Professor Lisa Tickner
BA (Hornsey College of Art) 1966, PhD (University of Reading) 1970
Lisa Tickner studied fine art before switching to art history and completing a PhD on the arts and crafts movement in 1970. She is Emeritus Professor of Art History at Middlesex University and joined The Courtauld as Visiting Professor in 2007. Her first book, The Spectacle of Women: imagery of
the suffrage campaign 1907-1914 (1988) has become a classic. Her second, Modern Life & Modern Subjects: Britisn art in the early 20th century (2000), was short-listed for the first British Academy Book Prize. In addition to numerous articles in the academic press she is the author of two further books (on Rossetti, and on art education), and co-editor of four collections of essays on visual culture published 1993-6.
In 1996-7 she gave the Paul Mellon Lectures in British Art at the National Gallery, London, and at the Yale Center for British Art in New Haven, Connecticut. She has lectured widely in Europe, Australia and the USA and held visiting fellowships at Northwestern University, the Yale Center for British Art, and the Sterling and Francine Clark Institute in Massachusetts. She has served on the Humanities Research Board (now the Arts and Humanities Research Council), the British National Committee of the Comité International d’Histoire de l’Art, the Advisory Council and Publications Committee of the Paul Mellon Centre, and is currently a member of the Blue Plaques Panel of English Heritage. Lisa Tickner was elected a Fellow of the British Academy in 2008, and has been a Trustee of the Art Fund since 2010.
- The London art world in the 1960s
- British art c1880-1980
- Contemporary women artists
Courses Taught from 2007 to 2014
- British Modernism 1890-1970
British Art in the Cultural Field, 1939-1969, co-edited with David Peters Corbett, Chichester: Wiley-Blackwell, 2012 (first published as a special issue of Art History vol. 35 no. 2). Includes '"Export Britain"': Pop Art, Mass Culture and the Export Drive'.
Hornsey 1968: The Art School Revolution, London: Frances Lincoln, 2008
‘Walter Sickert and the Camden Town Murder’ in Walter Sickert: The Camden Town Nudes, exh. cat., London: Courtauld Gallery with Paul Holberton Publishing, 2007, pp. 45-55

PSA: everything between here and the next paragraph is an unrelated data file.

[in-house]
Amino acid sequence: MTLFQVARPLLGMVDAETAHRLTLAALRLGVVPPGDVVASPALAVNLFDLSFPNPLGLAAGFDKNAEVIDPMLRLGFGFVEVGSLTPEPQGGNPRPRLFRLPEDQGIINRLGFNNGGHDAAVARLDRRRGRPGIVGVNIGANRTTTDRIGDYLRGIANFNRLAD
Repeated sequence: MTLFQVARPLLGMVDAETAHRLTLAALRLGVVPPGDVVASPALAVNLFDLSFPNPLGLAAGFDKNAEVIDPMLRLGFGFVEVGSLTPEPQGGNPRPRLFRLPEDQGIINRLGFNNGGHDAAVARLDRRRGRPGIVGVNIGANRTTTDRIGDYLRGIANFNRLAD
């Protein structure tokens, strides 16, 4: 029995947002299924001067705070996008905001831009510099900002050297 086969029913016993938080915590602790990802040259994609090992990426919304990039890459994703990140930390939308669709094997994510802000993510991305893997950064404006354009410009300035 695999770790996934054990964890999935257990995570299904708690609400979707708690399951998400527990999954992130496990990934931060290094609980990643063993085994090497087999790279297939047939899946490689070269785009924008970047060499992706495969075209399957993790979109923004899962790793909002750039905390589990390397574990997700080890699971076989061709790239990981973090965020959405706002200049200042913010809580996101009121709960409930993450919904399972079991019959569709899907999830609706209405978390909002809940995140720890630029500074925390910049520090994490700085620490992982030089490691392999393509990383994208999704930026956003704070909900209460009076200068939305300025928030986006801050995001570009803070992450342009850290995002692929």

‘The Kasmin Gallery, 1963-1972’, Oxford Art Journal, vol. 30 no. 2, 2007, pp. 233-268
‘Mediating Generation: The Mother-Daughter Plot’ in Women Artists at the Millenium, eds. Carol Armstrong and Catherine de Zehger, Cambridge, Mass.: MIT Press, 2006
‘”Augustus’s Sister”: Gwen John: Wholeness, Harmony and Radiance’ in Gwen and Augustus John, exh. cat., London: Tate Britain, 2004, pp. 28-45
Dante Gabriel Rossetti, London: Tate Publishing, 2003
‘A Strange Alchemy: Cornelia Parker’, Art History, vol. 26 no. 3, 2003, pp. 28-45 (also in Difference and Excess in Contemporary Art, ed. Gill Perry, Oxford: Blackwell, 2003)
‘Messing About in Boats: E. J. Gregory’s Boulter’s Lock (R.A. 1897)’, Oxford Art Journal, vol. 25 no. 2, pp. 1-28
‘English Modernism in the Cultural Field’ in Modernities and Identities in English Art, 1860-1914, eds. David Peters Corbett and Lara Perry, Manchester: Manchester University Press, 2000
The Spectacle of Women: imagery of the suffrage campaign, 1907-1914, London: Chatto & Windus/Chicago: University of Chicago Press, 1988
‘Feminism, Art History and Sexual Difference’, Genders, no. 3, 1988, pp. 92-128 (transl. in Kritische Berichte vol. 18 no. 2, 1990)
‘Nancy Spero and “la peinture feminine”’, in Nancy Spero, exh. cat., London: ICA, 1987
Modern Life & Modern Subjects: British Art in the Early 20th Century, New Haven and London: Yale University Press, 2000
‘Olympias Töchter’ [Olympia’s daughter], Texte zur Kunst n. 34, June 1999, pp. 86-101
‘The Popular Culture of Kermesse’, Modernism/Modernity vol. 4 no. 2, 1997, pp. 67-120
‘Men’s Work: Masculinity and Modernism 1905-1915’, Visual Culture: Images and Interpretations, eds. Norman Bryson et al, Hanover, N.H.: Weslyan University Press, 1994, pp. 42-82
'Bohemianism and the Cultural Field: Trilby and Tarr, Art History, vol. 34 no. 5, November 2011, pp. 978-1011.
Art world; suffrage; 1960s; modernism; feminism; gender; London